so the pressure exerted by each piece would actually be LESS than that
of a full sized person - inversely proportional to the area covered by
the body.  Loss of blood mass is another consideration.)

>    "Wait, wait, wait.  What does that mean, the
> correct place?"
>    "Obscure Trivia Lad means that if you place
> pressure to the center of the ball's surface, it will
> do a whole lot more than placing pressure to the
> tippy-top or bottom."

Physics Lad stepped forward to point out that this depends upon the
kind of surface on which the ball rests: on a slippery surface, you
want to push the ball and make it slide so you should apply force to
the centre of the ball but on a rough surface, you want to rotate the
ball and make it roll.  Now, at the tippy top, the distance to the
pivot point (ie point of contact with the surface) is doubled and,
hence, the torque is doubled and, hence, the speed is doubled.  This is
what car ads mean when they promise that the car supplies a lot of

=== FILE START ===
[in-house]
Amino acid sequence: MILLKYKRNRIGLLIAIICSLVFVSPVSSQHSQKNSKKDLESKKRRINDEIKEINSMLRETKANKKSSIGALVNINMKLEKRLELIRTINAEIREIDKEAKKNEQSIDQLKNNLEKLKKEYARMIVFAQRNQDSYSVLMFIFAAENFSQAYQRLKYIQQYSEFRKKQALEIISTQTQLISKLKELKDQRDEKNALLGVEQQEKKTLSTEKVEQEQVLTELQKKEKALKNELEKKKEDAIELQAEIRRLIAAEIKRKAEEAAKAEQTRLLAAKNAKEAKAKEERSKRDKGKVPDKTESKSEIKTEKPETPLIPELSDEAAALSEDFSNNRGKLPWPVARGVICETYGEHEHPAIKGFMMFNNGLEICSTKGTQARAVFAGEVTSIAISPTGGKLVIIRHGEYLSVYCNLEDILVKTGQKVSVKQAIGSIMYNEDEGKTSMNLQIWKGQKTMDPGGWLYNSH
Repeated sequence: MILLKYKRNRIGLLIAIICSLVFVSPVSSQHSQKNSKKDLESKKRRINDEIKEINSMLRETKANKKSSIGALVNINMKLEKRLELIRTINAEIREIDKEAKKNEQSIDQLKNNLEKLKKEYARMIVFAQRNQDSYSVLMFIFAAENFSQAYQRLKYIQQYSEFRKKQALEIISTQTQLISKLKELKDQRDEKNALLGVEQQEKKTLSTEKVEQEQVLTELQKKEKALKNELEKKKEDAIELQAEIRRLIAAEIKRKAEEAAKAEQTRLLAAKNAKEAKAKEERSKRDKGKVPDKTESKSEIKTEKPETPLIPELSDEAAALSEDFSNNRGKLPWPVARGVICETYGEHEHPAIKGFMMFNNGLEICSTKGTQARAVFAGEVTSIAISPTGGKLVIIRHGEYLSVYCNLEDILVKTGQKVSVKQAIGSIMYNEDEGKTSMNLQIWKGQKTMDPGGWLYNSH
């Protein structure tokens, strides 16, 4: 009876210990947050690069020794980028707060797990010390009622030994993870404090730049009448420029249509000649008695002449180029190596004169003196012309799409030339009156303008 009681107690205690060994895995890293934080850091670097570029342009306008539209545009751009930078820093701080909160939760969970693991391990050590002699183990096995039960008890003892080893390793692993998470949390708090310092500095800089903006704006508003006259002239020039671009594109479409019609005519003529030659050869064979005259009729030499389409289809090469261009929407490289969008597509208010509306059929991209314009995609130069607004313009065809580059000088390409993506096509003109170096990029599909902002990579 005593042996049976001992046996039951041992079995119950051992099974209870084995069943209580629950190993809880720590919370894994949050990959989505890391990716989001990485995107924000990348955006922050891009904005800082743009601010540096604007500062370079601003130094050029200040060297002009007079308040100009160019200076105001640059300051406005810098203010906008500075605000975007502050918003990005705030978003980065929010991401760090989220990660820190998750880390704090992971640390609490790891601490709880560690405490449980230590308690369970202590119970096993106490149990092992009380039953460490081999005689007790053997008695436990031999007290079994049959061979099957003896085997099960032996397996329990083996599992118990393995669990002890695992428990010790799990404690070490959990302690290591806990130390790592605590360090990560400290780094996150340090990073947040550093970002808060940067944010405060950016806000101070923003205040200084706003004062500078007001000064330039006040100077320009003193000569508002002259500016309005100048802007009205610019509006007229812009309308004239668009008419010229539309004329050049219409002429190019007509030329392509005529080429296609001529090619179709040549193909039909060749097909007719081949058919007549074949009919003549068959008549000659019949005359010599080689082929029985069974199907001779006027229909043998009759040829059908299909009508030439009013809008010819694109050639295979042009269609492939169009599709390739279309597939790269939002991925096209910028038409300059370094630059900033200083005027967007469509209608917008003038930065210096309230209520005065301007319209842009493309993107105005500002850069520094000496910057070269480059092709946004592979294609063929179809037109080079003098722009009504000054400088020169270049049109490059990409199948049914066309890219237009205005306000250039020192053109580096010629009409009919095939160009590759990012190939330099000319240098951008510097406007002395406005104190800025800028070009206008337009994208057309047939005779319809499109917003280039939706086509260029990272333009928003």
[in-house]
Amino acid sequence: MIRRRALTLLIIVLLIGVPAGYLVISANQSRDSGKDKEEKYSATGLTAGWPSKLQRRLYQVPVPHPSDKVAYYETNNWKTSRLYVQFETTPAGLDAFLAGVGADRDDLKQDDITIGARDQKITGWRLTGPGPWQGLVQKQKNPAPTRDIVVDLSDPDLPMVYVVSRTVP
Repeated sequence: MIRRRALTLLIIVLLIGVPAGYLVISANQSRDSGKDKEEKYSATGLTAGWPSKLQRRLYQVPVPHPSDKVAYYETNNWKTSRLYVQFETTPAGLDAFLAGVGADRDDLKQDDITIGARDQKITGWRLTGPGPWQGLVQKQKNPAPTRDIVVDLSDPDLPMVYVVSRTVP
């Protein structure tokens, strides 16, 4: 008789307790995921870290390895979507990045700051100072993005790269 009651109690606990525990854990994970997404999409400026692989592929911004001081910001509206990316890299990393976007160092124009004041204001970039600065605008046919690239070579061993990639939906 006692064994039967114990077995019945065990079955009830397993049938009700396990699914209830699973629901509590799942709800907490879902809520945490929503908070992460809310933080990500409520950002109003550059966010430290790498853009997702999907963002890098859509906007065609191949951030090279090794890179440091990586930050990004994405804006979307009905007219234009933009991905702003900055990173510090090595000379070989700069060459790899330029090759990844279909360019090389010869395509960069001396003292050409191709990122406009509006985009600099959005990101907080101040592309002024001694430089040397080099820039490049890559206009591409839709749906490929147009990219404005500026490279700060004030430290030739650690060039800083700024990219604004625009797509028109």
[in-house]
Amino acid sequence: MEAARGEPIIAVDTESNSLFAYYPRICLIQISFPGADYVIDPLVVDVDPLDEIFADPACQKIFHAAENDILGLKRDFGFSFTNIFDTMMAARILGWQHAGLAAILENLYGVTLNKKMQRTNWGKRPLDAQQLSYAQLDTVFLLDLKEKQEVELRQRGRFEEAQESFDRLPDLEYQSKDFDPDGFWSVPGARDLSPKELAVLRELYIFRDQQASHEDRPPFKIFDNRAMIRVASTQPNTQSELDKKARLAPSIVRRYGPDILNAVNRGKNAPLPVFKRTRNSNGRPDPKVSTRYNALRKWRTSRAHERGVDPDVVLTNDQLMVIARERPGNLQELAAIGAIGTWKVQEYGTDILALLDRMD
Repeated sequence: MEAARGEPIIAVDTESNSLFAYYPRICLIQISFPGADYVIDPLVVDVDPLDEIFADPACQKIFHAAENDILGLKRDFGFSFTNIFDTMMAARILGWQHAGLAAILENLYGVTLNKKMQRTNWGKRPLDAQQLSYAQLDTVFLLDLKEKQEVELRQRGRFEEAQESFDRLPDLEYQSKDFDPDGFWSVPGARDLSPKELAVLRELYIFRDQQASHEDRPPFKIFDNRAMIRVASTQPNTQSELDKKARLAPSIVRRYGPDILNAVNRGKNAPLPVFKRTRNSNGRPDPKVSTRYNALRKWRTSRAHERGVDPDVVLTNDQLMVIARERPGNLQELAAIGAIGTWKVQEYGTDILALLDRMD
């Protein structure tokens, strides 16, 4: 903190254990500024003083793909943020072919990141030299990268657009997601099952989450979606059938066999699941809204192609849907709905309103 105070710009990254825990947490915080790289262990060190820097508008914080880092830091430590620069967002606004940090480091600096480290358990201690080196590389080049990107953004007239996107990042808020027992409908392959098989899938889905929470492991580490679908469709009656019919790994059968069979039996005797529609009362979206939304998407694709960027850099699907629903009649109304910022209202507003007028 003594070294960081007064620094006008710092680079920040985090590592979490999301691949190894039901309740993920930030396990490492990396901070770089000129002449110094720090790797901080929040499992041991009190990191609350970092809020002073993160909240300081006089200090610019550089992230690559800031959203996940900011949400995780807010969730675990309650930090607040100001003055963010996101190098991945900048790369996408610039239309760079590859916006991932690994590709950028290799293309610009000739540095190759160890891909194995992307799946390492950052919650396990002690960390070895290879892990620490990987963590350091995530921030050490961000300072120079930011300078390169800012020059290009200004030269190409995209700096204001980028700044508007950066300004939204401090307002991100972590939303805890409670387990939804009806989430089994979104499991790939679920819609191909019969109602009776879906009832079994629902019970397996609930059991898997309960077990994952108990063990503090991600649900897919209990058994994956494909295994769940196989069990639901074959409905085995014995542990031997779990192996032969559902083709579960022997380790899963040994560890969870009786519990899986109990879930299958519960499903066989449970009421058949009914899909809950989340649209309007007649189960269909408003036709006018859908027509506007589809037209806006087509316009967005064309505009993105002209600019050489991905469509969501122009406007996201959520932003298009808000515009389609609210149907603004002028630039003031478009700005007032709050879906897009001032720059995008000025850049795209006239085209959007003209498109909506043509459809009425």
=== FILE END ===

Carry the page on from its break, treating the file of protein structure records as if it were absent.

Oh and, again, the word you want to use above is force, not pressure.

>    "But you're six inches tall."
>    "So you get a ladder."
>    "What?  No way, man.  You can't suddenly add a
> ladder."
>    "But..."
>    "You didn't say anything about no ladder," says
> Adamant Authority-on-Everything.
>    "But..."
>    "You said, and I quote, that no matter what your
> size, you could do the same amount of damage."

Again, no, if we cut you up into tiny pieces then each part of you
applies the same amount of pressure as before but the total force
exerted by your body weight is the same.  Unless, of course, by
"damage" you mean the fact that your blood will permanently stain the
carpet in which case, okay, fine.

>    "You're actually not quoting; you're paraphrasing."
>    "So now you're saying that you didn't say that."
>    "No.  Obscure Trivia Lad did say that, just not in
> those exact words."
>    "Well, you know what words you should have used?
> You should have said, if you're six inches tall and
> have a miniature ladder.  Which would actually make
> you over six inches tall, if you think about it."
>    "The pressure remains the same!" says Obscure
> Trivia Lad.  "The same!"
>    Adamant Authority-on-Everything sniffs.  "No, it
> doesn't.  You're only six inches, man.  You'd weigh
> less.  ... Hey, where are you going?"
>    "Obscure Trivia Lad is going to find a shrink-gun."
>    "Yeah?  Why's that?"